ATM Buyer's Guide
Table of Contents
Because of competition and falling technology prices, ATM prices have come down by more than half since the ATM boom that began in 1996. Unless you are purchasing your ATM for a gaming environment (those machines range from $30,000 - $50,000), you can expect to purchase a standard model for around $2,000. With common upgrades such as a 10.2 inch color screen, e-lock, and perhaps additional cash cassette, the price creeps up to $2,200-$3,000.
Ongoing costs include power, professional cash loading service if you do not want to do it yourself (about $50 per trip), and replacement receipt paper. Other optional costs may be an extended warranty or service agreement.
A few vendors charge monthly service fees. Make sure to find out what these are before you buy. See what other BuyerZone users have paid for automated teller machines.
Making money from your ATM
Offsetting these expenses is the money you can make with your ATM via surcharges. Determining how much to charge is up to you – surcharges range from one dollar to nine dollars depending on the location with an average surcharge of $2.50. At the average surcharge, if you were to process 300 transactions per month, your ATM would generate $750 per month or $9,000 per year in revenue.
The percentage of that surcharge revenue you take depends on how involved the vendor is in managing your machine. If the ATM provider does nothing but install the machine and process transactions, you can earn up to 100% of the surcharge. If the supplier underwrites the cost of the machine, maintains it, and/or stocks the machine with cash, your percentage drops accordingly.
Earned revenue based on transaction fees from your ATM can accumulate accordingly. A good rule of thumb is that the ATM should be able to pay for itself in a year. Another benefit:on average, ATM users spend 20 to 25 percent more than customers who do not use an ATM, according to research from ATM Marketplace.
Many ATM vendors offer high-traffic businesses the chance to place ATMs at their locations at no charge. The vendors offer turnkey placements where they install, service and operate the ATM for free. The business simply provides the electrical power, and some floor or counter space, and in return they receive a specified percentage of the surcharge collected. Not all locations qualify for these free ATMs.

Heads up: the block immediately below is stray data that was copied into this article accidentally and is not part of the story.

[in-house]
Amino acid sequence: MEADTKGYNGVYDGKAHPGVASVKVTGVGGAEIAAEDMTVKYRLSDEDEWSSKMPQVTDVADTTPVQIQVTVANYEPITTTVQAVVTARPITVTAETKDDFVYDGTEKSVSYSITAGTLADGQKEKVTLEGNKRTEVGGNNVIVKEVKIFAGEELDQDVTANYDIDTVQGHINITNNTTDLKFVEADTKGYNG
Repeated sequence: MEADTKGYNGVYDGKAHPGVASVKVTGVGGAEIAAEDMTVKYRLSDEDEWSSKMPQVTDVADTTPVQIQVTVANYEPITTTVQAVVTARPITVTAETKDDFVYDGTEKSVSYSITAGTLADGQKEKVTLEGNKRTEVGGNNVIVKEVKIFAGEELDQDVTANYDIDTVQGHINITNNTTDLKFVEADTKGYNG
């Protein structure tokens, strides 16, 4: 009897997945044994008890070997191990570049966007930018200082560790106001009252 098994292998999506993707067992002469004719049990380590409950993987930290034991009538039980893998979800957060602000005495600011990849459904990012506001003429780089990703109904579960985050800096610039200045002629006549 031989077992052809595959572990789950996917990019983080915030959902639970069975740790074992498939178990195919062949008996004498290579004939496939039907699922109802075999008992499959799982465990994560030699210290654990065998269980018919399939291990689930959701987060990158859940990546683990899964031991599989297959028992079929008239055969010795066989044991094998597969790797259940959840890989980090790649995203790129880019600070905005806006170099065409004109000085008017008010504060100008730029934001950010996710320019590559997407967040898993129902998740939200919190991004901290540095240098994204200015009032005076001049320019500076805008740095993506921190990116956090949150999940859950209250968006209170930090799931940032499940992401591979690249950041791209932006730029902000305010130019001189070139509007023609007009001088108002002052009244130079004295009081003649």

The Tremont Capital Group estimates that about 19% of ATMs deployed by non-banks are under this type of agreement. A business would qualify for a free ATM if it easily accessible, has a visible location, and a high volume of foot traffic for 16-18 hours a day.
Keep in mind, however, that nothing is truly free. Some vendors collect up to 50% of the transaction fees every month. You will still need to address problems customers have with the machine, so make sure the ATM supplier’s customer service meets your expectations. Also, if you do the math, you may realize paying for a machine upfront is worth it to gain control over future revenue.
Watch out for aggressive sales techniques. With a dwindling number of viable locations to place a cash machine, ATM suppliers can fight ferociously for your business. While you may think you have negotiated yourself a good deal with a “free” machine, the fine print can say otherwise.
Double check your contract
The details of the contract should specify how much the ATM costs, the term of the agreement, who stocks the ATM with cash, who sets the transaction surcharge, how the transaction revenue is to be divided, service and maintenance agreements, and the conditions for contract termination.
Pay special attention to the terms of the contract to avoid being bound to your provider indefinitely, for example:
- Some suppliers will have you sign a perpetual agreement that prevents you from removing the cash machine from your location; meaning you are stuck with the machine until the supplier decides to remove it.
- Similarly, auto-renewing agreements are common, and you must be aware of the contract renewal dates, so make sure you book these renewal dates into your calendar. Contracts can vary from month-to-month or up to seven or eight years in length, with an average of five years.